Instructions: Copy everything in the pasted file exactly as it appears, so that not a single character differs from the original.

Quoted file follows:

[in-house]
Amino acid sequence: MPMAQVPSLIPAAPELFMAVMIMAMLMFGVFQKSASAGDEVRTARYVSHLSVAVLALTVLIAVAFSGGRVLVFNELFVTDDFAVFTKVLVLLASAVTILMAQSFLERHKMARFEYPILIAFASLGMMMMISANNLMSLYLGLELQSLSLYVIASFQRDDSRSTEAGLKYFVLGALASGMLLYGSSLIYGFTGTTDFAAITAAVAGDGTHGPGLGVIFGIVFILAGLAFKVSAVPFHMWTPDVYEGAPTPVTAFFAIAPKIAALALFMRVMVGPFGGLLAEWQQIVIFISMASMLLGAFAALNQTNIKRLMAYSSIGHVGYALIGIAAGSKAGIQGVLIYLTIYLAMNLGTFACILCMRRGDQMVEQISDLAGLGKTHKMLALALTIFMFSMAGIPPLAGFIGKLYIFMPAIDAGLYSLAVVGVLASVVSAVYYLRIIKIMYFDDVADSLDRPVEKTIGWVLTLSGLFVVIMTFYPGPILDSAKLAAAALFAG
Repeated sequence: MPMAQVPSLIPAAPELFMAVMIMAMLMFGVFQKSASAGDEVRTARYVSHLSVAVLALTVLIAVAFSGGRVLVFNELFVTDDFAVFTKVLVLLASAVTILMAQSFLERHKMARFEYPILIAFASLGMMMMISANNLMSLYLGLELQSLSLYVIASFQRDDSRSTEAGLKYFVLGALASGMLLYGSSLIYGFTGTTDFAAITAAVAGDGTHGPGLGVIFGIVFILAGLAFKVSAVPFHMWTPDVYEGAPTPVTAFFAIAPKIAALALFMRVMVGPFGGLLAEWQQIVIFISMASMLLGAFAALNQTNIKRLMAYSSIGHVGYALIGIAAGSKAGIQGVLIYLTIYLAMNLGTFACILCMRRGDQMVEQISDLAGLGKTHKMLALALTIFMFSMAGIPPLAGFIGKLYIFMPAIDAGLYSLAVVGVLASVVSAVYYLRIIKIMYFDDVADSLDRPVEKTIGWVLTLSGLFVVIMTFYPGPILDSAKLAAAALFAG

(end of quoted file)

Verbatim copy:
[in-house]
Amino acid sequence: MPMAQVPSLIPAAPELFMAVMIMAMLMFGVFQKSASAGDEVRTARYVSHLSVAVLALTVLIAVAFSGGRVLVFNELFVTDDFAVFTKVLVLLASAVTILMAQSFLERHKMARFEYPILIAFASLGMMMMISANNLMSLYLGLELQSLSLYVIASFQRDDSRSTEAGLKYFVLGALASGMLLYGSSLIYGFTGTTDFAAITAAVAGDGTHGPGLGVIFGIVFILAGLAFKVSAVPFHMWTPDVYEGAPTPVTAFFAIAPKIAALALFMRVMVGPFGGLLAEWQQIVIFISMASMLLGAFAALNQTNIKRLMAYSSIGHVGYALIGIAAGSKAGIQGVLIYLTIYLAMNLGTFACILCMRRGDQMVEQISDLAGLGKTHKMLALALTIFMFSMAGIPPLAGFIGKLYIFMPAIDAGLYSLAVVGVLASVVSAVYYLRIIKIMYFDDVADSLDRPVEKTIGWVLTLSGLFVVIMTFYPGPILDSAKLAAAALFAG
Repeated sequence: MPMAQVPSLIPAAPELFMAVMIMAMLMFGVFQKSASAGDEVRTARYVSHLSVAVLALTVLIAVAFSGGRVLVFNELFVTDDFAVFTKVLVLLASAVTILMAQSFLERHKMARFEYPILIAFASLGMMMMISANNLMSLYLGLELQSLSLYVIASFQRDDSRSTEAGLKYFVLGALASGMLLYGSSLIYGFTGTTDFAAITAAVAGDGTHGPGLGVIFGIVFILAGLAFKVSAVPFHMWTPDVYEGAPTPVTAFFAIAPKIAALALFMRVMVGPFGGLLAEWQQIVIFISMASMLLGAFAALNQTNIKRLMAYSSIGHVGYALIGIAAGSKAGIQGVLIYLTIYLAMNLGTFACILCMRRGDQMVEQISDLAGLGKTHKMLALALTIFMFSMAGIPPLAGFIGKLYIFMPAIDAGLYSLAVVGVLASVVSAVYYLRIIKIMYFDDVADSLDRPVEKTIGWVLTLSGLFVVIMTFYPGPILDSAKLAAAALFAG